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Electrical Burns In Adults
WHAT YOU NEED TO KNOW:
What are electrical burns?
Electrical burns are injuries that are caused by an electric current. The electric current can pass through your body and damage tissues or organs. An electric current may also jump from an electrical source to you and burn your body.
What causes electrical burns?
Electrical burns are caused by touching an electrical current that comes from a source of electricity. Sources of electricity include batteries, household appliances, electrical outlets, and power lines. Lightning can also cause electrical burns. Lightning can strike you directly or reach you by traveling through plumbing, wires, or the ground.
What are the signs and symptoms of electrical burns in adults?
Your signs and symptoms will depend on where and how badly you are burned. Symptoms may occur right away or appear after a few months. You may have any of the following:
- Burns or other wounds on your skin
- Headache, dizziness, confusion, or memory loss
- Fast or abnormal heartbeat
- Shortness of breath
- Weakness, stiffness, or muscle pain
- Problems walking or keeping your balance
- Red or reddish black urine
- Pain throughout your body
How are electrical burns diagnosed?
Your caregiver will ask about your symptoms and when they began. He will ask how you were burned and examine you. He may ask if you have any other medical conditions or test your memory. He may ask you to do certain movements to test your joints. You may be given dye before some of the following tests to help the pictures show up better. Tell caregivers if you are allergic to iodine or seafood. You may also be allergic to the dye.
- Blood and urine tests: You may need blood or urine tests to check for damage to your muscles, heart, and other organs.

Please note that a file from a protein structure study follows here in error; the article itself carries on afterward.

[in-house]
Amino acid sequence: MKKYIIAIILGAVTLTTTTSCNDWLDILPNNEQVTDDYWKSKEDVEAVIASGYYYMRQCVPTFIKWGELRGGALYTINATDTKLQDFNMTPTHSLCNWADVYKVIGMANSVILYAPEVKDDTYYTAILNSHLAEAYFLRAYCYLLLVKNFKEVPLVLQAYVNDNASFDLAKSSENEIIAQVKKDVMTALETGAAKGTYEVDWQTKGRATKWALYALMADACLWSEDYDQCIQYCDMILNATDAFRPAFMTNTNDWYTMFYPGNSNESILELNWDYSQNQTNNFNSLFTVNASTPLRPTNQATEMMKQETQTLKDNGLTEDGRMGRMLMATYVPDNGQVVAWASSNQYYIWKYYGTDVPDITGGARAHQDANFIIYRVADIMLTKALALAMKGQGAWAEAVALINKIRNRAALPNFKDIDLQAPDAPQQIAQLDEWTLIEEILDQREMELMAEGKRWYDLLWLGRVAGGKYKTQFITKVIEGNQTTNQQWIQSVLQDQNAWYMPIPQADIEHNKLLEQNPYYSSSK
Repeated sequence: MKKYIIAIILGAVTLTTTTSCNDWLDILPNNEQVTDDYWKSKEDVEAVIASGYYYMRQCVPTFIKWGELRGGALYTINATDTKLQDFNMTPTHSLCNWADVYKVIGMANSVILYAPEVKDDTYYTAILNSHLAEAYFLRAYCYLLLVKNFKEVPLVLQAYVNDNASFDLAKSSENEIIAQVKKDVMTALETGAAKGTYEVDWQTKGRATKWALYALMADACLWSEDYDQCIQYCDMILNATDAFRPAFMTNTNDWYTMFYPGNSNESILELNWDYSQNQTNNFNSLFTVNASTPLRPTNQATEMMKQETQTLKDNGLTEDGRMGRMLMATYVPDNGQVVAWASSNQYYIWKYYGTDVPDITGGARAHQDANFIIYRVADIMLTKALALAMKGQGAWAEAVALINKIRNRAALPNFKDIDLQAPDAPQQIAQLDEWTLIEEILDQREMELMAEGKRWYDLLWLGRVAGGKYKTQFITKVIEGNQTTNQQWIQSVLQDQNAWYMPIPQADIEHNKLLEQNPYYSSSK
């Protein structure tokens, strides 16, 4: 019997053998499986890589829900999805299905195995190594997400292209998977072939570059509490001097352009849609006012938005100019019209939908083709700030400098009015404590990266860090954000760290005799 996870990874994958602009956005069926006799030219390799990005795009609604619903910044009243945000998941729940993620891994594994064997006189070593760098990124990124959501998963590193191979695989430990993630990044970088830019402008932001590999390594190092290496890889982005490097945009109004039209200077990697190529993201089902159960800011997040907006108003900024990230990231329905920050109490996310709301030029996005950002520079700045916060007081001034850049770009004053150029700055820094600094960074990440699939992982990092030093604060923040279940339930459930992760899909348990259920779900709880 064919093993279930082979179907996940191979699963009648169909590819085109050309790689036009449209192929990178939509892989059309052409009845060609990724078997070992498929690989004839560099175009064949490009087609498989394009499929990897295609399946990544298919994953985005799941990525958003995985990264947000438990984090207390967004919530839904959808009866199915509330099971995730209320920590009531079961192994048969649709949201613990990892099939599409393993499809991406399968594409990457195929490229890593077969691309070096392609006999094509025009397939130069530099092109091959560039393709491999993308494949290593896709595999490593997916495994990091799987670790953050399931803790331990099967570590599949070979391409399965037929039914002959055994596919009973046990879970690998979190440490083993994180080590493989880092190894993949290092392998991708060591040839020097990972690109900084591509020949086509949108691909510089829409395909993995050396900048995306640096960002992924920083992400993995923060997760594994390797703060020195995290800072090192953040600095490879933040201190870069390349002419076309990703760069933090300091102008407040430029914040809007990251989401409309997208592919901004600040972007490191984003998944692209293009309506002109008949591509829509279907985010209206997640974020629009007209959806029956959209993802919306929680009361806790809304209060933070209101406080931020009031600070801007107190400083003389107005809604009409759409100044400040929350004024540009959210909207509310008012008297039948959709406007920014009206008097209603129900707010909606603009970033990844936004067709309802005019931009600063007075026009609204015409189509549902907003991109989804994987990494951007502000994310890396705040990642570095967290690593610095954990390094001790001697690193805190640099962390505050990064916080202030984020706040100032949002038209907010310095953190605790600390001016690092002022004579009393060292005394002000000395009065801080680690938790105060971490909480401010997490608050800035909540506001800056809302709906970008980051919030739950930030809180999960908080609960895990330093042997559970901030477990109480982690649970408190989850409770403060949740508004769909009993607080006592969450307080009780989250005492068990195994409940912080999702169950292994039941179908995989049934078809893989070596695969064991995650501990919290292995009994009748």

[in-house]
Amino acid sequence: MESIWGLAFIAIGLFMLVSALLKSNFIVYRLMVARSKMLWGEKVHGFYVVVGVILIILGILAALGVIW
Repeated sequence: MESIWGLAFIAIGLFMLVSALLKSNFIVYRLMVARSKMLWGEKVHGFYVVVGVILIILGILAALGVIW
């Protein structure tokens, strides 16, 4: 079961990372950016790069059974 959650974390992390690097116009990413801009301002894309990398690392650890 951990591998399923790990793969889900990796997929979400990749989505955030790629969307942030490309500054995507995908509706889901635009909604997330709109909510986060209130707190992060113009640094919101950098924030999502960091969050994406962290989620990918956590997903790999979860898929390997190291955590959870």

- ECG: This is also called an EKG. An ECG is done to check for damage or problems in your heart. A short period of electrical activity in your heart is recorded.
- CT scan: This test is also called a CAT scan. An x-ray uses a computer to take pictures of your brain. Your caregiver may do this test to check for signs of brain injury.
- MRI: This scan uses powerful magnets and a computer to take pictures of your head or other body parts. An MRI may be used to look at your brain, muscles, joints, bones, or blood vessels. Do not enter the MRI room with any metal. Metal can cause serious injury. Tell caregivers if you have any metal in or on your body.
- Scintigraphy: Scintigraphy helps your caregiver find dead tissue in your body and decide how much needs to be removed.
How are electrical burns treated?
- Ointments: These medicines prevent infection and help your burn heal. The ointment may be placed on your skin or may be part of your bandage.
- Pain medicine: You may be given a prescription medicine to decrease severe pain if other pain medicines do not work. Take the medicine as directed. Do not wait until the pain is severe before you take your medicine.
- Td vaccine is a booster shot used to help prevent tetanus and diphtheria. The Td booster may be given to adolescents and adults every 10 years or for certain wounds and injuries.